Red Brick Daily

The cover image shows a KHH City employee holding a sign reminding those involved in a religious procession that excessive noise can lead to fines.

Despite the city praising its effects to quiet the city and reduce the seemingly constant sounds of horns, gongs, firecrackers and other “religious ceremony-related” noise, those living in the city complain the efforts are falling short.

Speaking on condition on anonymity, a city worker told the Red Brick Daily that the gov’t has to be very careful not to appear to be infringing on religious rights. “What about out rights as people who live in the city?” we asked.

The official admitted it’s a problem and directed us to a press release explaining the KHH gov’t position.

Since new rules went into effect earlier this year, noise complaints from the public –mostly by dialing the city service hotline 1999 — have dropped 42%, the city claims.

Fines totaling over NT$1.7 million have been slapped on offenders and police now monitor religious processions to ensure noise levels are acceptable and check that the relevant group has received a mandatory permit for the procession.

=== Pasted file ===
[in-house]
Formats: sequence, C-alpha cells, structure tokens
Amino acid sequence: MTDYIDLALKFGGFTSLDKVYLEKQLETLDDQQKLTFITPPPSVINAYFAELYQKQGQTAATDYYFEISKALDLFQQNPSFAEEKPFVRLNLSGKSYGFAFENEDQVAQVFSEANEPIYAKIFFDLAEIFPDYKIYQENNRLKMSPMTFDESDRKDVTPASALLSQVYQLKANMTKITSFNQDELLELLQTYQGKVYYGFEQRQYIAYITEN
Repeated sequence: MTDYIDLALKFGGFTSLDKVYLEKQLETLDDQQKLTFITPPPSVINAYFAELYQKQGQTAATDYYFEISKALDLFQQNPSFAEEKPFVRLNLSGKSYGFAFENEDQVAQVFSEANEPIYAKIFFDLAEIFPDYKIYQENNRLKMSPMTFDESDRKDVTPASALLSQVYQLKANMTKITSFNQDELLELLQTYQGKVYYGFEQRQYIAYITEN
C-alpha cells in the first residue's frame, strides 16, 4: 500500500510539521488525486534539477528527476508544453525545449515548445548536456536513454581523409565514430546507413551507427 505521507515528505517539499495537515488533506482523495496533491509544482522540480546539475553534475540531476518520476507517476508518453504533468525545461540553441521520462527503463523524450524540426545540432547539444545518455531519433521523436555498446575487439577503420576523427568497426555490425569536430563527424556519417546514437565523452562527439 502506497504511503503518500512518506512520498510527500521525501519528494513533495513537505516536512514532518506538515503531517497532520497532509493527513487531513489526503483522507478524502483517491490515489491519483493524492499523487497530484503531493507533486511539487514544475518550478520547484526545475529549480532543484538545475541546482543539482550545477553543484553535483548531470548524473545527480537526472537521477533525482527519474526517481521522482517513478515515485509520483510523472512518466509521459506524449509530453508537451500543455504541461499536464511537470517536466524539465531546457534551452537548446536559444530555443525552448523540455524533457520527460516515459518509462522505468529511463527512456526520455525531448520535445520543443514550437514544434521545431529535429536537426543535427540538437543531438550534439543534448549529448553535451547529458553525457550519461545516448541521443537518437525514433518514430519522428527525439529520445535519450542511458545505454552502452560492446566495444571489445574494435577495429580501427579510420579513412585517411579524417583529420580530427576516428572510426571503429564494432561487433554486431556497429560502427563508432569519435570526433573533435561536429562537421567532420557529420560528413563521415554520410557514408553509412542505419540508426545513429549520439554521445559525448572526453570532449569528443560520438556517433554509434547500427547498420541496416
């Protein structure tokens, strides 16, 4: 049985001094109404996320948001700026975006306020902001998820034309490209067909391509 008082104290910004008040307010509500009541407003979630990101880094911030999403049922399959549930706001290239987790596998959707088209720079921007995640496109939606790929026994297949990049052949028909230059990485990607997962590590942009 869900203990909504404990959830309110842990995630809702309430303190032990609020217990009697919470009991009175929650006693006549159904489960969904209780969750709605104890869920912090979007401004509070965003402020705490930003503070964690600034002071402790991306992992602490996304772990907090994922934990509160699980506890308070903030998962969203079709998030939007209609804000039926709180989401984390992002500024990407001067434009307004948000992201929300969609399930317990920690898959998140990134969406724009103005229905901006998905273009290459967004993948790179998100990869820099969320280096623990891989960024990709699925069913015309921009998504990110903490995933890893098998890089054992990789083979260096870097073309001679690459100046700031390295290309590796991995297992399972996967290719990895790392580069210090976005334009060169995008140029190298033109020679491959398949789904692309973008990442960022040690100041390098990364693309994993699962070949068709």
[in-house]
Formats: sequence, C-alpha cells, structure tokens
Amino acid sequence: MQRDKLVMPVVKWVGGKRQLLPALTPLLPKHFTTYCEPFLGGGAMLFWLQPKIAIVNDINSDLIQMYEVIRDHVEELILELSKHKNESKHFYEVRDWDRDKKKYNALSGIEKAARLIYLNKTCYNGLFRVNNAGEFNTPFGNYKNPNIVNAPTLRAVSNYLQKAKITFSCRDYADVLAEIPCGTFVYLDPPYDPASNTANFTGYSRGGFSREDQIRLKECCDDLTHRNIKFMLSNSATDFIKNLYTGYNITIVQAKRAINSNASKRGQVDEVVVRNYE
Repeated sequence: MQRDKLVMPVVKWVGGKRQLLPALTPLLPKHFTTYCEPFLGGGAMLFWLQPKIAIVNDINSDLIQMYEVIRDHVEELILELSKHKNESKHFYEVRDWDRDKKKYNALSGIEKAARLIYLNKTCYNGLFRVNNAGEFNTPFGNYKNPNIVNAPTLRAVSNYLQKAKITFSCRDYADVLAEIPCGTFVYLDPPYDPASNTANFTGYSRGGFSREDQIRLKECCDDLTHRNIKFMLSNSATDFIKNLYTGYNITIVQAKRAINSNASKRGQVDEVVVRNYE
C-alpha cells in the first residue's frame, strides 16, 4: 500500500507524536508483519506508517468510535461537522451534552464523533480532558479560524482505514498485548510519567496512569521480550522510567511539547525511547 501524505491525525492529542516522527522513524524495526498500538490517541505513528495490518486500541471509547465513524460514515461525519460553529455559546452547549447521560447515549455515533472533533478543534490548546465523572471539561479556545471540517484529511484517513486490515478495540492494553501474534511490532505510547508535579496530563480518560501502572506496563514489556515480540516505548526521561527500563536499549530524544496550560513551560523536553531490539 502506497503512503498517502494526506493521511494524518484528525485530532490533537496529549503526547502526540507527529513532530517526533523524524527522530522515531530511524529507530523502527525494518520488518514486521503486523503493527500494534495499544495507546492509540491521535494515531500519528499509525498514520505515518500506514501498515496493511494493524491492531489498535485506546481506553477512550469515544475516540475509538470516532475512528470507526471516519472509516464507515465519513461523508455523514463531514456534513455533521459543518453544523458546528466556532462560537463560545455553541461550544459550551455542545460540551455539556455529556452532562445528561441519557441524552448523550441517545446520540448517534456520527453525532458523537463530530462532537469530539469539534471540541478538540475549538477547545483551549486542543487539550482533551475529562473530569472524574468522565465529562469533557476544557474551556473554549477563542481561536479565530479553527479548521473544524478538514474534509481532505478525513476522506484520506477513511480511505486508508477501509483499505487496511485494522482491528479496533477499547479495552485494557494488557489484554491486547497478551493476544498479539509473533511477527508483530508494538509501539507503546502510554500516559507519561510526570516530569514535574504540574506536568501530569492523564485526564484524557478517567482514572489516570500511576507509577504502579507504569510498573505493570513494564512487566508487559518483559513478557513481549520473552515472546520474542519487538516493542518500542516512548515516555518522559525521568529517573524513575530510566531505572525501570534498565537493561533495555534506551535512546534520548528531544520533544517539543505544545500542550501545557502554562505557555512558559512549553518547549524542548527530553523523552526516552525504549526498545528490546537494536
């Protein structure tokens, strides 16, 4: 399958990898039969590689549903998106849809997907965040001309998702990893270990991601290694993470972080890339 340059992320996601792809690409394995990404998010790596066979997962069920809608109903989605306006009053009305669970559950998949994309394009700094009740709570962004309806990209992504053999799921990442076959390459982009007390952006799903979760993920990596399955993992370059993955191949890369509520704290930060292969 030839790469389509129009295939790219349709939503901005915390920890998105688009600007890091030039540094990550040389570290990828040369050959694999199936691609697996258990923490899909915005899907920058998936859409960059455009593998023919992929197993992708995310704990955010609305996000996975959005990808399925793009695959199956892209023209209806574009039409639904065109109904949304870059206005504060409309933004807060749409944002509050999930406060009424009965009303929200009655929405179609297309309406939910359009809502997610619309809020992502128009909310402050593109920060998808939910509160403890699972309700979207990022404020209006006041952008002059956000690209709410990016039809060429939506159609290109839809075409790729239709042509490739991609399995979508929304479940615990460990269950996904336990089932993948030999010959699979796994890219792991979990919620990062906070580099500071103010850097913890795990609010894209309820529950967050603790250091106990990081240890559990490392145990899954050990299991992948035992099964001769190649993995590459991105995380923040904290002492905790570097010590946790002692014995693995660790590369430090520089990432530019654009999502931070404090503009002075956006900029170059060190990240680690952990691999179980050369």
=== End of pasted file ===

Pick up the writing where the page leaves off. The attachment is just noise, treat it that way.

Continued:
But anyone living in any downtown area of KHH will likely tell you they haven’t noticed a big drop in what might be termed “temple noise” — let alone any serious reduction in the amount of “hell money” openly burned in huge cauldrons across the city basically all the time.

Do you think KHH is really changing? Or are these stats from the gov’t just smokescreens?

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(Photo via the Kaohsiung City Government)

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